Bacteria are surrounded by a cell wall containing layers of peptidoglycan, the integrity of which is essential for bacterial survival. In the final stage of peptidoglycan biosynthesis, enzymes called transglycosylases catalyze the polymerization of a disaccharide pentapeptide building block to form the carbohydrate chains of peptidoglycan. Transglycosylases are believed to have tremendous potential as antibiotic targets, but there is no detailed structural or mechanistic information on any of them. The natural product moenomycin is proposed to kill bacterial cells by binding to bacterial transglycosylases but almost nothing is known about how it interacts with these enzymes. Because the chemistry and biology of bacterial transglycosylases is so poorly understood, scientists have not been able to explore the potential of these enzymes as anti-infective targets or to develop good approaches to discover new transglycosylase inhibitors. The research proposed here is directed towards obtaining detailed mechanistic and structural information on bacterial transglycosylases, on understanding the mode of inhibition of moenomycin, and on developing strategies to screen transglycosylases for small molecule inhibitors. This work may lead to the development of inhibitors of bacterial transglycosylases that can be used to combat antibiotic resistant microorganisms.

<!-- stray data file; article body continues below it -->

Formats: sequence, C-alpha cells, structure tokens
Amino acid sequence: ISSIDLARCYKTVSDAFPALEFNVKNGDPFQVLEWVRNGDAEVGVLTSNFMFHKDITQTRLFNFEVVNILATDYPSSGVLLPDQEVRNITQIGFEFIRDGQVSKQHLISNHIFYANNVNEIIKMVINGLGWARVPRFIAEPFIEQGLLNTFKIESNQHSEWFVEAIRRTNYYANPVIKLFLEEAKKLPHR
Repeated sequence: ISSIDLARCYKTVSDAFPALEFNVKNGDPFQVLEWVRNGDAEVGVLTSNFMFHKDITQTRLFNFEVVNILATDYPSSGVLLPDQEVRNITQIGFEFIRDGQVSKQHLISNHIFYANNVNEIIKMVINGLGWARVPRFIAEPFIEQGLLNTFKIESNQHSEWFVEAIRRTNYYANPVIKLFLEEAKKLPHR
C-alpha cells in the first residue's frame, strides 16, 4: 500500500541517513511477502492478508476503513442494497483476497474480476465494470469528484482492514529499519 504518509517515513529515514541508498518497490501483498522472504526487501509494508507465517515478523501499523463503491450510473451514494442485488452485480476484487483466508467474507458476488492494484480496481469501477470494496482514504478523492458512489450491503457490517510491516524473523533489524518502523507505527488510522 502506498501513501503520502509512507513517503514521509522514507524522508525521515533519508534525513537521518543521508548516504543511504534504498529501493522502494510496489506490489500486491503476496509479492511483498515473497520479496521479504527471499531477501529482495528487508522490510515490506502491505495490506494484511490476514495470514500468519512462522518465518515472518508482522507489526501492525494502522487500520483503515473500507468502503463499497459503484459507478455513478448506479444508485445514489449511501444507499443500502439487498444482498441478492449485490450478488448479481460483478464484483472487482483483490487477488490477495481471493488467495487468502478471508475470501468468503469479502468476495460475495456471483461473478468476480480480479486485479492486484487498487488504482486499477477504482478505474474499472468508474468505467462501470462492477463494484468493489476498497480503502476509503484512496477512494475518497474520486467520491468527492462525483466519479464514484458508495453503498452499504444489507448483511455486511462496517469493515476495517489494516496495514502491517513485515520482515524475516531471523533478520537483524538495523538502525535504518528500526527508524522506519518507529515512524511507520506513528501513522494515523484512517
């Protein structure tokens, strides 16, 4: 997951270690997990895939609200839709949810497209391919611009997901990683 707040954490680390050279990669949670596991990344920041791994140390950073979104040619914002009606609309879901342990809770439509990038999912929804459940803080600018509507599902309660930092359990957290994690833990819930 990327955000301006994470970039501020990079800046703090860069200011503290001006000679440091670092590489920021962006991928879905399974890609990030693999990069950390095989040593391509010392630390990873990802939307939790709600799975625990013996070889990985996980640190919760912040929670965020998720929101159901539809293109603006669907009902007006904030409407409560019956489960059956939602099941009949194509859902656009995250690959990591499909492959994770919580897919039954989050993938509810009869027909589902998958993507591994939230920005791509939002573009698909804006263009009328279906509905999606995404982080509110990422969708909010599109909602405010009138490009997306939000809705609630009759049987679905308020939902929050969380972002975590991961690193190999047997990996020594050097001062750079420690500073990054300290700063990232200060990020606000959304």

Agency
National Institute of Health (NIH)
Institute
National Institute of General Medical Sciences (NIGMS)
Type
Research Project (R01)
Project #
1R01GM076710-01A1
Application #
7188746
Study Section
Synthetic and Biological Chemistry A Study Section (SBCA)
Program Officer
Jones, Warren
Project Start
2007-01-11
Project End
2010-12-31
Budget Start
2007-01-11
Budget End
2007-12-31
Support Year
1
Fiscal Year
2007
Total Cost
$495,657
Indirect Cost
Name
Harvard University
Department
Microbiology/Immun/Virology
Type
Schools of Medicine
DUNS #
047006379
City
Boston
State
MA
Country
United States
Zip Code
02115
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